Five blacks and seven women were among the 16 applicants for the first vacancy. Of the six white men who applied, five were selected as finalists. Two women -- one of them black -- were finalists.

Top candidates

According to some in the legal community, the top contenders include Columbia attorney Neil E. Axel, Assistant State's Attorney Michael A. Weal and Baltimore attorney Constantine James Sfekas, who lives in Ellicott City.

Axel may have a little more leverage, political observers say, because he was the honorary co-chairman for the campaign of Glendening's Circuit Court appointees, Hill Staton and Leasure.

Pamila J. Brown, a black woman who is assistant attorney general and deputy counsel to the state treasurer, and Carol A. Hanson, district public defender for Howard and Carroll counties, also are mentioned as prime contenders.

But many in the legal community were surprised when Alice Gail Clark, an assistant public defender in Howard for six years, was not on the list.

She and Axel received six votes of "highly recommend" from the Howard County Bar Association's judicial selection committee, but the local judicial nominating commission did not submit her name to the governor.

She and Axel also are considered insiders by some members of the Howard legal community.

"People know who they are," said Fred H. Silverstein, immediate past president of the bar group. "They have been here. They have worked hard. They are active in the bar association. They've had a lot of trial work."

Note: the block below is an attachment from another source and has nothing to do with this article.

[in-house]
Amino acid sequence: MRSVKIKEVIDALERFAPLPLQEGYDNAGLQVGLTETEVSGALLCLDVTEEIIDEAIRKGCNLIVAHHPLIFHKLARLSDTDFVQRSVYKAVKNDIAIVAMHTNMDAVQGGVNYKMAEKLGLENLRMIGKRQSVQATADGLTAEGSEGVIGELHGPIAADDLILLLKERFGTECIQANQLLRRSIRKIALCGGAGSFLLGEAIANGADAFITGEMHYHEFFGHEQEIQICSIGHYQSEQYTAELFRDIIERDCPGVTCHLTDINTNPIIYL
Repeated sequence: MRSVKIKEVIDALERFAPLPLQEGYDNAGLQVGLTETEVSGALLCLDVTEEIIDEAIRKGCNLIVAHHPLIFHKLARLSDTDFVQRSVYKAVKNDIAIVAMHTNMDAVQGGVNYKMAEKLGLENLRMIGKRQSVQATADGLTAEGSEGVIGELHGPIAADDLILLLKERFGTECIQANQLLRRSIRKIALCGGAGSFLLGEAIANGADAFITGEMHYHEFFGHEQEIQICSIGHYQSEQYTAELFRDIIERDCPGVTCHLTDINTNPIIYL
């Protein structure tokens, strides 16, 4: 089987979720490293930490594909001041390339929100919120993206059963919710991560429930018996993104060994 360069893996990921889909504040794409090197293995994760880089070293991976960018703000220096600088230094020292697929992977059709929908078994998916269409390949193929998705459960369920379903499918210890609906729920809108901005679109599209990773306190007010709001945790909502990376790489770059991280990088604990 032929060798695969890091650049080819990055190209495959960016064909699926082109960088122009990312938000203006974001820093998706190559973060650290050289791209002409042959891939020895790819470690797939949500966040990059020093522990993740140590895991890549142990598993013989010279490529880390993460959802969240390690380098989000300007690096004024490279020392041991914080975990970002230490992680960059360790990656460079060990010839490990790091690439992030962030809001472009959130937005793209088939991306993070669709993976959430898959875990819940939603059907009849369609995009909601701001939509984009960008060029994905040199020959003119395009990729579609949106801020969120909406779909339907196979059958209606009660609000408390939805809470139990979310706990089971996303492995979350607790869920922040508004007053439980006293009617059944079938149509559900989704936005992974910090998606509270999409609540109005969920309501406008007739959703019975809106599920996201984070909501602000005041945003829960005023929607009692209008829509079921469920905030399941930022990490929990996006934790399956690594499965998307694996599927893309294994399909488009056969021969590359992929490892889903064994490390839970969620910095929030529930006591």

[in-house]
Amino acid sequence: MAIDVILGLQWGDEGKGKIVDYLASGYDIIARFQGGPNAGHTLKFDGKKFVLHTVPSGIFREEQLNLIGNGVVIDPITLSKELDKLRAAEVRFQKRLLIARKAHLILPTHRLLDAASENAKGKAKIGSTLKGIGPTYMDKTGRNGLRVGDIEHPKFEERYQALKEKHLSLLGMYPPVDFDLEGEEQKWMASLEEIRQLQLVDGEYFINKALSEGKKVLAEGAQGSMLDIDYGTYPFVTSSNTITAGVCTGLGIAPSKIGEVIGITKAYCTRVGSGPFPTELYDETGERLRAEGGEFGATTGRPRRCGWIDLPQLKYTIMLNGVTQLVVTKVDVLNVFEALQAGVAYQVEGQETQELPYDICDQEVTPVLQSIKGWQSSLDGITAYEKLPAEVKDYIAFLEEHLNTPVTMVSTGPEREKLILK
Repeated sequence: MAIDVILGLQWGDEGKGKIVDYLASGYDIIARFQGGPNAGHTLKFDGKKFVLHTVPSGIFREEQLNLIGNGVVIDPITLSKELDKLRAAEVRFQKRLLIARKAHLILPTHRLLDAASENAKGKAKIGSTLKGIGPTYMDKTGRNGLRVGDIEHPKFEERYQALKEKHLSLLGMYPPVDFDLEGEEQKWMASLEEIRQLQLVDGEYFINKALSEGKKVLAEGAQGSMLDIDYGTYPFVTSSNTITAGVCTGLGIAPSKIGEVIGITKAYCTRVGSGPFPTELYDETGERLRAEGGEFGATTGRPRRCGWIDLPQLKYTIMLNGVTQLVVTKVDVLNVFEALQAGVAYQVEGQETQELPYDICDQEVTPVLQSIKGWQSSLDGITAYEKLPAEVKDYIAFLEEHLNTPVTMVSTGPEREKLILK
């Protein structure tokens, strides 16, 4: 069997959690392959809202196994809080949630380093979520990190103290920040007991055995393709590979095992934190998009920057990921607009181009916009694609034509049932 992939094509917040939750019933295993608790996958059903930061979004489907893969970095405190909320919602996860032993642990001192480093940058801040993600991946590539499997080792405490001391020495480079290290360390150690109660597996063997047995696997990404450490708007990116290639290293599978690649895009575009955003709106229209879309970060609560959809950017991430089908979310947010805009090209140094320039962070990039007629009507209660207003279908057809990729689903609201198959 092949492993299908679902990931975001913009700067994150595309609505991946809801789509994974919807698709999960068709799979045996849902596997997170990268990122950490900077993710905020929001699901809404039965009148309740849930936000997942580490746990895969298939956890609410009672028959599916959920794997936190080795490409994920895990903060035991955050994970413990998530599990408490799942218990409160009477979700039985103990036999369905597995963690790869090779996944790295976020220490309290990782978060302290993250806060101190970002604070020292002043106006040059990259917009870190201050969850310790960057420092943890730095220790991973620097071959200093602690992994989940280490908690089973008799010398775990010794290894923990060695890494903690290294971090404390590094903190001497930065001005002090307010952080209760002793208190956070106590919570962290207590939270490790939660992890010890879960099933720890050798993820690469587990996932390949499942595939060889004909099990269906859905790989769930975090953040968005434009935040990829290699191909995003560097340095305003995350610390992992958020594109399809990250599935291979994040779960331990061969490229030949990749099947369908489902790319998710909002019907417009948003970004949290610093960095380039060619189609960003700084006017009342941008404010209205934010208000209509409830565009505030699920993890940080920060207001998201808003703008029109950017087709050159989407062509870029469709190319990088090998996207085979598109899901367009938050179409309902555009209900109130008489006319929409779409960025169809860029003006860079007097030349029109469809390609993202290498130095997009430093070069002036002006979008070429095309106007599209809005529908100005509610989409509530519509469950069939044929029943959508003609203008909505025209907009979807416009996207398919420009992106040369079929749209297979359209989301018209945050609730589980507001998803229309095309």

'Howard County people'

Added Fine: "It's important for judges to be Howard County people who know the system, the process and all of the attorneys."

Some local lawyers complained that Leasure and Hill Staton -- who live in Howard but worked in Prince George's County and Baltimore, respectively -- were outsiders better known in Glendening-friendly jurisdictions than in Howard.

The county's African American Coalition asked Glendening to reject the list so it could be amended to include Clark and James E. Henson Sr., administrator of the county's Office of Human Rights, who was an assistant county solicitor for 10 years.

Some members of the legal community say Glendening may hold up the appointments to see whether Clark's name is forwarded to him for the second vacancy.

Glendening's spokesman denied last week that the delay has political overtones.

"The governor hasn't been in the office much lately," said Raymond C. Feldmann, who said he did not know whether Glendening would make joint or separate appointments. "Once we get through Thanksgiving, he will get back to making judicial appointments."

As long as the list is on Glendening's desk, said Rasin, chief judge of the District Court of Maryland, an appointment "could be tomorrow or six months from tomorrow, preferably tomorrow."

"I'm assuming he's on top of this," she said. "He understands our need."

In the meantime, the District Court will be tottering along with only two full-time judges.

"I'm so used to having the District Court run efficiently, it's hard to imagine what would happen" with a halved staff, said Columbia attorney Jo M. Glasco.

"You don't hear of postponements in District Court. Things usually progress along quickly."

Pub Date: 12/02/96